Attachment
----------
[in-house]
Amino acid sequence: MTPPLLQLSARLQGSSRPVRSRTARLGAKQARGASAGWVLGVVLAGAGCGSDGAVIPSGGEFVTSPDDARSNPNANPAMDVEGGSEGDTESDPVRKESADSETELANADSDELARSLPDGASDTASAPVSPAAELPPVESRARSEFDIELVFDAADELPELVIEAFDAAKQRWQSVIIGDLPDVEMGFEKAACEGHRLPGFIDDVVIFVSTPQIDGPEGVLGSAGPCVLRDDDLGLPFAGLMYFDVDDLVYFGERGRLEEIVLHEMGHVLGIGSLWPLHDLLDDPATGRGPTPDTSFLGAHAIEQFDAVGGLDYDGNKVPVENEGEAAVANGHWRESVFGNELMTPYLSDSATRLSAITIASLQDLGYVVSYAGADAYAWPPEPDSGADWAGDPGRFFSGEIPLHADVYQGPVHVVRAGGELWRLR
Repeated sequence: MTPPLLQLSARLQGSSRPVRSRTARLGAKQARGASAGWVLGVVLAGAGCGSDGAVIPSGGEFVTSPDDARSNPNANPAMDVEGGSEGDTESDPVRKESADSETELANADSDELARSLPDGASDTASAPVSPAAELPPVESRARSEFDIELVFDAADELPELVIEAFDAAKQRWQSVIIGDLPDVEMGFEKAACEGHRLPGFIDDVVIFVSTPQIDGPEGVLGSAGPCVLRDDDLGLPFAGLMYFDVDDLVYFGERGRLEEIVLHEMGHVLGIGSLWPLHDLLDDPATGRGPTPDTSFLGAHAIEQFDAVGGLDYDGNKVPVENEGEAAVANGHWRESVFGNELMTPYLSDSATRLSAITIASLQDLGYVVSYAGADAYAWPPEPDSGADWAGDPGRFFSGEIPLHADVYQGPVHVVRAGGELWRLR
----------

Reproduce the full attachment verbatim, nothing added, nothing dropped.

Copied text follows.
[in-house]
Amino acid sequence: MTPPLLQLSARLQGSSRPVRSRTARLGAKQARGASAGWVLGVVLAGAGCGSDGAVIPSGGEFVTSPDDARSNPNANPAMDVEGGSEGDTESDPVRKESADSETELANADSDELARSLPDGASDTASAPVSPAAELPPVESRARSEFDIELVFDAADELPELVIEAFDAAKQRWQSVIIGDLPDVEMGFEKAACEGHRLPGFIDDVVIFVSTPQIDGPEGVLGSAGPCVLRDDDLGLPFAGLMYFDVDDLVYFGERGRLEEIVLHEMGHVLGIGSLWPLHDLLDDPATGRGPTPDTSFLGAHAIEQFDAVGGLDYDGNKVPVENEGEAAVANGHWRESVFGNELMTPYLSDSATRLSAITIASLQDLGYVVSYAGADAYAWPPEPDSGADWAGDPGRFFSGEIPLHADVYQGPVHVVRAGGELWRLR
Repeated sequence: MTPPLLQLSARLQGSSRPVRSRTARLGAKQARGASAGWVLGVVLAGAGCGSDGAVIPSGGEFVTSPDDARSNPNANPAMDVEGGSEGDTESDPVRKESADSETELANADSDELARSLPDGASDTASAPVSPAAELPPVESRARSEFDIELVFDAADELPELVIEAFDAAKQRWQSVIIGDLPDVEMGFEKAACEGHRLPGFIDDVVIFVSTPQIDGPEGVLGSAGPCVLRDDDLGLPFAGLMYFDVDDLVYFGERGRLEEIVLHEMGHVLGIGSLWPLHDLLDDPATGRGPTPDTSFLGAHAIEQFDAVGGLDYDGNKVPVENEGEAAVANGHWRESVFGNELMTPYLSDSATRLSAITIASLQDLGYVVSYAGADAYAWPPEPDSGADWAGDPGRFFSGEIPLHADVYQGPVHVVRAGGELWRLR